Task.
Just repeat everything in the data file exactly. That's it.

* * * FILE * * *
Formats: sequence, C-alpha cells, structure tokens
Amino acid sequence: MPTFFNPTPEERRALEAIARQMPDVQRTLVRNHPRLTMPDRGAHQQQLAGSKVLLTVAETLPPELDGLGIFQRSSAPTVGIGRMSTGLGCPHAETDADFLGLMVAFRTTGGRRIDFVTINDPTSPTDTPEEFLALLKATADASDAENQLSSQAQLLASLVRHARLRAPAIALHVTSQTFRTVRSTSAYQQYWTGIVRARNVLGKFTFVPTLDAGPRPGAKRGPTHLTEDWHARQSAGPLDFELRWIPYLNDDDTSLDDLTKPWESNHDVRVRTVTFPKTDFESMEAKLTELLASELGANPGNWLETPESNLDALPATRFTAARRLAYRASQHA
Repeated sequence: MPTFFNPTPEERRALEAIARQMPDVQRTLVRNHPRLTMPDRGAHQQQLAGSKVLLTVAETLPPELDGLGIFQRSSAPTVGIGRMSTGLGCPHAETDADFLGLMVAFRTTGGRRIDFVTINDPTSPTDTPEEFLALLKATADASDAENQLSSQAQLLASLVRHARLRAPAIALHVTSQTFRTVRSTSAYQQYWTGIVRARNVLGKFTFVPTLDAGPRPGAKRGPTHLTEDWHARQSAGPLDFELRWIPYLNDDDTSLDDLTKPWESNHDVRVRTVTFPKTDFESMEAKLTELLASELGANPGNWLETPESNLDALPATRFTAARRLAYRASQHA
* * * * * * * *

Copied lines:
Formats: sequence, C-alpha cells, structure tokens
Amino acid sequence: MPTFFNPTPEERRALEAIARQMPDVQRTLVRNHPRLTMPDRGAHQQQLAGSKVLLTVAETLPPELDGLGIFQRSSAPTVGIGRMSTGLGCPHAETDADFLGLMVAFRTTGGRRIDFVTINDPTSPTDTPEEFLALLKATADASDAENQLSSQAQLLASLVRHARLRAPAIALHVTSQTFRTVRSTSAYQQYWTGIVRARNVLGKFTFVPTLDAGPRPGAKRGPTHLTEDWHARQSAGPLDFELRWIPYLNDDDTSLDDLTKPWESNHDVRVRTVTFPKTDFESMEAKLTELLASELGANPGNWLETPESNLDALPATRFTAARRLAYRASQHA
Repeated sequence: MPTFFNPTPEERRALEAIARQMPDVQRTLVRNHPRLTMPDRGAHQQQLAGSKVLLTVAETLPPELDGLGIFQRSSAPTVGIGRMSTGLGCPHAETDADFLGLMVAFRTTGGRRIDFVTINDPTSPTDTPEEFLALLKATADASDAENQLSSQAQLLASLVRHARLRAPAIALHVTSQTFRTVRSTSAYQQYWTGIVRARNVLGKFTFVPTLDAGPRPGAKRGPTHLTEDWHARQSAGPLDFELRWIPYLNDDDTSLDDLTKPWESNHDVRVRTVTFPKTDFESMEAKLTELLASELGANPGNWLETPESNLDALPATRFTAARRLAYRASQHA